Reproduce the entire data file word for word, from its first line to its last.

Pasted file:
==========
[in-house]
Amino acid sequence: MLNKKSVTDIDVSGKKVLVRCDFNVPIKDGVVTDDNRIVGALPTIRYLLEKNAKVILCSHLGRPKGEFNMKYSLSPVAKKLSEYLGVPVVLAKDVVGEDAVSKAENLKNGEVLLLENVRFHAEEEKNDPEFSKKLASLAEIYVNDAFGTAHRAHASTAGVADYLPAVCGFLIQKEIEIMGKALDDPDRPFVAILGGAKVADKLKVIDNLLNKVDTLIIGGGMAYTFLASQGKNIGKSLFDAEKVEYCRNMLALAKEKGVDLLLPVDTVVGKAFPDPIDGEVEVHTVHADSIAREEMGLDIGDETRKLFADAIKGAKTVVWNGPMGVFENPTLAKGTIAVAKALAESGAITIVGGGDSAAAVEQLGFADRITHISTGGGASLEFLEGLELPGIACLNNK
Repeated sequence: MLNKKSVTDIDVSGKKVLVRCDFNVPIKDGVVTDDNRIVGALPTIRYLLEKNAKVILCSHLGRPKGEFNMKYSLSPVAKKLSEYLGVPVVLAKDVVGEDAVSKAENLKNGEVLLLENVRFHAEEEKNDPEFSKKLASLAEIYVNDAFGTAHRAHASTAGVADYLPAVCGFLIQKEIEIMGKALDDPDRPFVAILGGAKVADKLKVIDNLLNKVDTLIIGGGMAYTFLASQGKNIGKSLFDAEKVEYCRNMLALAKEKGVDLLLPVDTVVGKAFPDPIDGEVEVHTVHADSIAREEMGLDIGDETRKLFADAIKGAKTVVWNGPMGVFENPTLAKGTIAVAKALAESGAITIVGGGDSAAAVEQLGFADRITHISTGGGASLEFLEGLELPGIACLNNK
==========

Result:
[in-house]
Amino acid sequence: MLNKKSVTDIDVSGKKVLVRCDFNVPIKDGVVTDDNRIVGALPTIRYLLEKNAKVILCSHLGRPKGEFNMKYSLSPVAKKLSEYLGVPVVLAKDVVGEDAVSKAENLKNGEVLLLENVRFHAEEEKNDPEFSKKLASLAEIYVNDAFGTAHRAHASTAGVADYLPAVCGFLIQKEIEIMGKALDDPDRPFVAILGGAKVADKLKVIDNLLNKVDTLIIGGGMAYTFLASQGKNIGKSLFDAEKVEYCRNMLALAKEKGVDLLLPVDTVVGKAFPDPIDGEVEVHTVHADSIAREEMGLDIGDETRKLFADAIKGAKTVVWNGPMGVFENPTLAKGTIAVAKALAESGAITIVGGGDSAAAVEQLGFADRITHISTGGGASLEFLEGLELPGIACLNNK
Repeated sequence: MLNKKSVTDIDVSGKKVLVRCDFNVPIKDGVVTDDNRIVGALPTIRYLLEKNAKVILCSHLGRPKGEFNMKYSLSPVAKKLSEYLGVPVVLAKDVVGEDAVSKAENLKNGEVLLLENVRFHAEEEKNDPEFSKKLASLAEIYVNDAFGTAHRAHASTAGVADYLPAVCGFLIQKEIEIMGKALDDPDRPFVAILGGAKVADKLKVIDNLLNKVDTLIIGGGMAYTFLASQGKNIGKSLFDAEKVEYCRNMLALAKEKGVDLLLPVDTVVGKAFPDPIDGEVEVHTVHADSIAREEMGLDIGDETRKLFADAIKGAKTVVWNGPMGVFENPTLAKGTIAVAKALAESGAITIVGGGDSAAAVEQLGFADRITHISTGGGASLEFLEGLELPGIACLNNK